A look into our leather
At STELAR, we design with three distinct and durable materials to make our gorgeous handbags and accessories; bamboo, atta grass and leather. While bamboo and atta grass are natural plant fibres that are indigenous to Indonesia, and grown organically on the land of our artisans, the journey of the leather we work with is, by its very nature, more complex. Which is why we want to share more about it; we believe that knowing where our materials come from, who made them, how, and when, should be a standard, rather than a luxury.
With Bali as the base for our production, we source our leather from a tannery on the neighbouring island of Java, that is a silver-rated member of the Leather Working Group, and committed to organic farming and the ethical treatment of animals - working only with leather that's a by-product of the meat industry and not produced for its own purpose.
In addition, this supplier only use low-level chemical tanning and low water management techniques throughout the tanning process, to ensure a minimal environmental impact. And we also ensure that they advocate for sustainable farming practices that reduce deforestation and utilise eco-friendly waste disposal systems.
Once the leather has been prepared, it is brought to Bali, where it's hand cut by highly experienced craftsmen into our signature strips. These strips are then handwoven on customised, locally crafted wooden frames, using the intricate and highly skilled techniques of bedek or star weaving.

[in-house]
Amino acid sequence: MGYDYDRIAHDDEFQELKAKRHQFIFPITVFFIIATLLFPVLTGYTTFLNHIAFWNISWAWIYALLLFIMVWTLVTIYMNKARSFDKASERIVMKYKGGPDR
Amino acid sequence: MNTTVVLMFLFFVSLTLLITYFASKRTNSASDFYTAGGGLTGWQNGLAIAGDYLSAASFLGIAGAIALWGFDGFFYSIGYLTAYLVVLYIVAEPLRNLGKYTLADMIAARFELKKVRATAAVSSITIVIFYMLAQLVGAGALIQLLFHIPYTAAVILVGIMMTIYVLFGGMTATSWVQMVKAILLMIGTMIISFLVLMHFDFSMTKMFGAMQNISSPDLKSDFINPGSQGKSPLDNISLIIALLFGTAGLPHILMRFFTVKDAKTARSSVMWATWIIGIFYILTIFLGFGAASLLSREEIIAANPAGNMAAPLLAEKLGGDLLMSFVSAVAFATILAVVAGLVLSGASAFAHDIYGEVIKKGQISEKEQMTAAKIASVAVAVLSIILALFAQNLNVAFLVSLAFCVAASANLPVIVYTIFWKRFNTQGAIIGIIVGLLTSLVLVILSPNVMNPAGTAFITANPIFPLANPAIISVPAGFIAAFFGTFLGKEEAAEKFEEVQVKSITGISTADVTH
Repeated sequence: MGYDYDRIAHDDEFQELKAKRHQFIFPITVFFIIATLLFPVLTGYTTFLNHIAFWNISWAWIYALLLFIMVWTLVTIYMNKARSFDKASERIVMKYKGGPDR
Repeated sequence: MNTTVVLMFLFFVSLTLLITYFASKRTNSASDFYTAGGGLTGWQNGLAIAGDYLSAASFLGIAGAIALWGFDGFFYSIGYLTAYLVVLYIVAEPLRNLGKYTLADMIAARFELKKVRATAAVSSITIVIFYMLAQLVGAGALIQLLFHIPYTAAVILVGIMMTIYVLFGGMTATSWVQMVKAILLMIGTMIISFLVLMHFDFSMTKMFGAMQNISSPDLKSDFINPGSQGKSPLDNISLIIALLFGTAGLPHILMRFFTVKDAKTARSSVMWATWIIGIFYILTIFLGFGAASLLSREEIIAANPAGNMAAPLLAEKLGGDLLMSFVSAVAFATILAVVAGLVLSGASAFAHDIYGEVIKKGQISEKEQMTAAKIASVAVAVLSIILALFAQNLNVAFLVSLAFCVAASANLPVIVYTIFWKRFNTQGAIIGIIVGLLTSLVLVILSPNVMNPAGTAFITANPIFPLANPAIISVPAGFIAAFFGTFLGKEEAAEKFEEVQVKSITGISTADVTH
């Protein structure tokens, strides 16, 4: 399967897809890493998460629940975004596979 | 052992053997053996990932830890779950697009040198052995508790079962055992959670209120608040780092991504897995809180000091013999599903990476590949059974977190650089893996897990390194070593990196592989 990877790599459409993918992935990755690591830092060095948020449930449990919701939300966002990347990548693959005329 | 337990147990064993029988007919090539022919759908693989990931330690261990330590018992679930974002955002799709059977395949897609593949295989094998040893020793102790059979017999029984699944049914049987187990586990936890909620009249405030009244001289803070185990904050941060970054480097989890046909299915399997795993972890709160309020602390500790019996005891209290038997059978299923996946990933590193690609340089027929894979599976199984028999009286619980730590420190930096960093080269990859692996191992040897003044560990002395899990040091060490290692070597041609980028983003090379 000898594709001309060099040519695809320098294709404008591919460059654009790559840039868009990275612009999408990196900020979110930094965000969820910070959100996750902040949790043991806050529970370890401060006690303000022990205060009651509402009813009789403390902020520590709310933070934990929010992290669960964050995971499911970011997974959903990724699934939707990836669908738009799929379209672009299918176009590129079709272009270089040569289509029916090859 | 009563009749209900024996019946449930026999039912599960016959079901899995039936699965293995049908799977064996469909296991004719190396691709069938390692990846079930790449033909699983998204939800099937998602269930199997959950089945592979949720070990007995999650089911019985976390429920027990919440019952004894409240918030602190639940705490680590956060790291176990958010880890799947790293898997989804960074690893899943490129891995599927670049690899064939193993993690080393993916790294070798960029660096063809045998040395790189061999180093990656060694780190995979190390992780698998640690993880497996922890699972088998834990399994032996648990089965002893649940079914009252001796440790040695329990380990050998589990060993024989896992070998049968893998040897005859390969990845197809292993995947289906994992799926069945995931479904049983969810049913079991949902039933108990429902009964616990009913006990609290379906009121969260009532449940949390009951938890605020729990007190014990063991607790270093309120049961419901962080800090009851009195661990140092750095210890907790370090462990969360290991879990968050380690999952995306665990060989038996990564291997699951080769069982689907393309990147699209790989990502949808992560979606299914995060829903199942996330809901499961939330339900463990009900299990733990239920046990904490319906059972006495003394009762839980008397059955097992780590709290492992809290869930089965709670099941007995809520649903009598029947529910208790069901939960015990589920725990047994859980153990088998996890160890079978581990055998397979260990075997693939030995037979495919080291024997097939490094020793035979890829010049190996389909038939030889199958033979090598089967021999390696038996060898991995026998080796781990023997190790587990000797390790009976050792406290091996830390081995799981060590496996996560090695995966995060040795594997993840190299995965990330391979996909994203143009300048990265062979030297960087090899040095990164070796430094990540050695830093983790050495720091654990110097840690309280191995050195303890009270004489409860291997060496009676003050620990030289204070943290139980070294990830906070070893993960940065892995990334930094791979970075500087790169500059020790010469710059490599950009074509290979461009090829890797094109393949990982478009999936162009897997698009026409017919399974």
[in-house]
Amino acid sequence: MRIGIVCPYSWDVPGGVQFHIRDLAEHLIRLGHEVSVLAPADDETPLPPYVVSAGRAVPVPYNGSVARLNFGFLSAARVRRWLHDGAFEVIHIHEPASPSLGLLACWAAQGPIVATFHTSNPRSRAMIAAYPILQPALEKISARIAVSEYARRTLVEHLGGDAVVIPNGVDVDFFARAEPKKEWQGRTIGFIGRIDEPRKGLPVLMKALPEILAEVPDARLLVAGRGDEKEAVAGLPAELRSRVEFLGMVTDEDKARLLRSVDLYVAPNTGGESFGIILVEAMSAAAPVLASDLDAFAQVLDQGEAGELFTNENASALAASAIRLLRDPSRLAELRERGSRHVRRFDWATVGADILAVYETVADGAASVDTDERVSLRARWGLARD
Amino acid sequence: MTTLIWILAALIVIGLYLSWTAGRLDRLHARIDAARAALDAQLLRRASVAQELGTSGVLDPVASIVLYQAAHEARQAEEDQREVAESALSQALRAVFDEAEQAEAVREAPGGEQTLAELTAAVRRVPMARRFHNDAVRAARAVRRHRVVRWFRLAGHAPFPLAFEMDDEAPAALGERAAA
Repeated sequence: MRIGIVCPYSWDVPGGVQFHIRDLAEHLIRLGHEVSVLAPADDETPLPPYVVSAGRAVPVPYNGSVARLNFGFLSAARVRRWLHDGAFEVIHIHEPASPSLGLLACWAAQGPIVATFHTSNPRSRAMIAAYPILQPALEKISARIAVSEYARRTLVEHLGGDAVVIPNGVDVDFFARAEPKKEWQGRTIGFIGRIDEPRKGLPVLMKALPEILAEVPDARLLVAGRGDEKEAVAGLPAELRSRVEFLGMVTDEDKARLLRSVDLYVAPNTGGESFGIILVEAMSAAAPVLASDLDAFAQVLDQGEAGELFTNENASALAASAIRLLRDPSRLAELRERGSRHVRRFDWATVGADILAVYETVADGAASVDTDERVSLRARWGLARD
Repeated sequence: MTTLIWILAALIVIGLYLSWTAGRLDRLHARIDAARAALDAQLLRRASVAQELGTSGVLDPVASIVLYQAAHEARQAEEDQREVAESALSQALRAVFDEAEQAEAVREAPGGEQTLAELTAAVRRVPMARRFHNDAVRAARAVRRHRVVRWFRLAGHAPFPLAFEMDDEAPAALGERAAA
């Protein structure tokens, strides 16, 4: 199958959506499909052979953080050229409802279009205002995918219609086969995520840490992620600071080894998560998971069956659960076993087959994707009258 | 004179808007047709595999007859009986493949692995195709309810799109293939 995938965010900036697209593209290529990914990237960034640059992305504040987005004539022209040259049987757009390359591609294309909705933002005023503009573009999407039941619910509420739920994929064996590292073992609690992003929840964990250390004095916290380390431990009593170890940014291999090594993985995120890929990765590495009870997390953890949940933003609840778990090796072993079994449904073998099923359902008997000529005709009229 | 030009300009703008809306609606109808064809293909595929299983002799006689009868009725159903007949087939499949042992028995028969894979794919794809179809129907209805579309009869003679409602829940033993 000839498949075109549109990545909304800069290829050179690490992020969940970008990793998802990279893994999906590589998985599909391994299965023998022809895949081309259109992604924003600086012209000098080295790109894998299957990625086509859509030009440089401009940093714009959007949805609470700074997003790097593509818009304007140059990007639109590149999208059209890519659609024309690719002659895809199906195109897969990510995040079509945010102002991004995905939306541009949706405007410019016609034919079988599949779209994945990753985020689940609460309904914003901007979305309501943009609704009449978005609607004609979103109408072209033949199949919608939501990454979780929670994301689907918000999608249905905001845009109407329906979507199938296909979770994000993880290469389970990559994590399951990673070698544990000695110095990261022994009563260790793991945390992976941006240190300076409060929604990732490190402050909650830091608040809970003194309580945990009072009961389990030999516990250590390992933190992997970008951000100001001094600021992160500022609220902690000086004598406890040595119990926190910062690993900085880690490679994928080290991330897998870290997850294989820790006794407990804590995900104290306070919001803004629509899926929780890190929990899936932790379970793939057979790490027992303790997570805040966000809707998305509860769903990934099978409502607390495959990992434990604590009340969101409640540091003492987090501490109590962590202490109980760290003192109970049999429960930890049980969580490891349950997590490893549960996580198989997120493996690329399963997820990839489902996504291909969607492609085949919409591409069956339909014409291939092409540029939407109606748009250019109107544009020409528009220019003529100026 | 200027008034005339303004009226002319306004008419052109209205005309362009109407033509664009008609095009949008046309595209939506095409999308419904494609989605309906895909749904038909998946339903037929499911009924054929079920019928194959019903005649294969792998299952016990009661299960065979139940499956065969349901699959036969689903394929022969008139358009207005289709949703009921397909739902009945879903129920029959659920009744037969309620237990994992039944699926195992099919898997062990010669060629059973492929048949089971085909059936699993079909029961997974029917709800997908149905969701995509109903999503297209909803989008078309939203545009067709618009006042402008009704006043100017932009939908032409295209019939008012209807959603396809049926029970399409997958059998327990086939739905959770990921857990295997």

Both styles are traditional Balinese techniques that have been used for centuries on the island - historically to create utilitarian objects, such as floor mats or prayer baskets. Star weaving is particularly intricate, as it requires six layers of hand cut leather strips which intersect at 60-degree angles.
The premium hides we hand select reflect the natural state of leather because they are created according to traditional principles. As a result, our leather is incredibly soft and tactile and retains the subtle characteristics such as creases, imperfections, variations or irregularities in colour and weave are natural features that make them even more unique - and something we particularly love.
Working with vegan leather alternatives has been a careful consideration for us. However, we have chosen not to, as they are currently coated with micro plastics which makes them non-biodegradable, and the impact we make on our environment is an equally important consideration for us. In the meantime, we continue to research natural vegetable leather alternatives, and will make this shift in materials once we are completely confident they adhere to our sustainability and environmental values.